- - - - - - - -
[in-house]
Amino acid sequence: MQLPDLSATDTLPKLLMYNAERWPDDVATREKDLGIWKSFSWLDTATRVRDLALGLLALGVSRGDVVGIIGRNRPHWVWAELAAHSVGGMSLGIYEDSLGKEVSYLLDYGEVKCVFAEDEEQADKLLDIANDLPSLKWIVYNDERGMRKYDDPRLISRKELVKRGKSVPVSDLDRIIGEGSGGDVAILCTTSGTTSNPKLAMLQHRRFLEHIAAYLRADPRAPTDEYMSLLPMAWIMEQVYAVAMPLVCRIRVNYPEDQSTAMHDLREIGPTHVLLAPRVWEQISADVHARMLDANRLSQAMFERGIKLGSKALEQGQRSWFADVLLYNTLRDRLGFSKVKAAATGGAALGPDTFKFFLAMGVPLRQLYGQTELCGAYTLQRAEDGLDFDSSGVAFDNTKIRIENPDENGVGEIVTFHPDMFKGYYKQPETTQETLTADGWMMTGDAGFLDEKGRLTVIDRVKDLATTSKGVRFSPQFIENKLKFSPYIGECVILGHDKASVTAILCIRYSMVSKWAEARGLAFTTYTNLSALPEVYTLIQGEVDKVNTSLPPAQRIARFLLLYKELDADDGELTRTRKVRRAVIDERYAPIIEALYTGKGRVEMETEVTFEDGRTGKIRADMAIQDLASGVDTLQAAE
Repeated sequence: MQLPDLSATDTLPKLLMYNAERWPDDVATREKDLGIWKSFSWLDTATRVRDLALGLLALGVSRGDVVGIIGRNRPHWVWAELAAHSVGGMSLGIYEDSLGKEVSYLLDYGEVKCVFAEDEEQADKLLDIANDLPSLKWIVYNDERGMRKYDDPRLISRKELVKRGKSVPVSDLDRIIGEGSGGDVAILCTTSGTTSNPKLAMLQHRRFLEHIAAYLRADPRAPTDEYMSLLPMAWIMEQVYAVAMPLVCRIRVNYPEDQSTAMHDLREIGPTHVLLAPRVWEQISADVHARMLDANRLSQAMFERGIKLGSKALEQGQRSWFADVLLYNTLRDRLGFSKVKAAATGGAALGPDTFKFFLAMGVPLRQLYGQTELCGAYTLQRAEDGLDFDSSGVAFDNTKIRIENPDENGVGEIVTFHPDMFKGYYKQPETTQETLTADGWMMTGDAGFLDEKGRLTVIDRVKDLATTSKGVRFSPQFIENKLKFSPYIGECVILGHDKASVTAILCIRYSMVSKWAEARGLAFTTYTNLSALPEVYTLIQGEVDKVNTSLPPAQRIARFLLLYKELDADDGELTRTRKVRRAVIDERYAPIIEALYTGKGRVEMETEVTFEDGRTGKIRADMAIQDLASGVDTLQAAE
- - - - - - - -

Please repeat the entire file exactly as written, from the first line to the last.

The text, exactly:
[in-house]
Amino acid sequence: MQLPDLSATDTLPKLLMYNAERWPDDVATREKDLGIWKSFSWLDTATRVRDLALGLLALGVSRGDVVGIIGRNRPHWVWAELAAHSVGGMSLGIYEDSLGKEVSYLLDYGEVKCVFAEDEEQADKLLDIANDLPSLKWIVYNDERGMRKYDDPRLISRKELVKRGKSVPVSDLDRIIGEGSGGDVAILCTTSGTTSNPKLAMLQHRRFLEHIAAYLRADPRAPTDEYMSLLPMAWIMEQVYAVAMPLVCRIRVNYPEDQSTAMHDLREIGPTHVLLAPRVWEQISADVHARMLDANRLSQAMFERGIKLGSKALEQGQRSWFADVLLYNTLRDRLGFSKVKAAATGGAALGPDTFKFFLAMGVPLRQLYGQTELCGAYTLQRAEDGLDFDSSGVAFDNTKIRIENPDENGVGEIVTFHPDMFKGYYKQPETTQETLTADGWMMTGDAGFLDEKGRLTVIDRVKDLATTSKGVRFSPQFIENKLKFSPYIGECVILGHDKASVTAILCIRYSMVSKWAEARGLAFTTYTNLSALPEVYTLIQGEVDKVNTSLPPAQRIARFLLLYKELDADDGELTRTRKVRRAVIDERYAPIIEALYTGKGRVEMETEVTFEDGRTGKIRADMAIQDLASGVDTLQAAE
Repeated sequence: MQLPDLSATDTLPKLLMYNAERWPDDVATREKDLGIWKSFSWLDTATRVRDLALGLLALGVSRGDVVGIIGRNRPHWVWAELAAHSVGGMSLGIYEDSLGKEVSYLLDYGEVKCVFAEDEEQADKLLDIANDLPSLKWIVYNDERGMRKYDDPRLISRKELVKRGKSVPVSDLDRIIGEGSGGDVAILCTTSGTTSNPKLAMLQHRRFLEHIAAYLRADPRAPTDEYMSLLPMAWIMEQVYAVAMPLVCRIRVNYPEDQSTAMHDLREIGPTHVLLAPRVWEQISADVHARMLDANRLSQAMFERGIKLGSKALEQGQRSWFADVLLYNTLRDRLGFSKVKAAATGGAALGPDTFKFFLAMGVPLRQLYGQTELCGAYTLQRAEDGLDFDSSGVAFDNTKIRIENPDENGVGEIVTFHPDMFKGYYKQPETTQETLTADGWMMTGDAGFLDEKGRLTVIDRVKDLATTSKGVRFSPQFIENKLKFSPYIGECVILGHDKASVTAILCIRYSMVSKWAEARGLAFTTYTNLSALPEVYTLIQGEVDKVNTSLPPAQRIARFLLLYKELDADDGELTRTRKVRRAVIDERYAPIIEALYTGKGRVEMETEVTFEDGRTGKIRADMAIQDLASGVDTLQAAE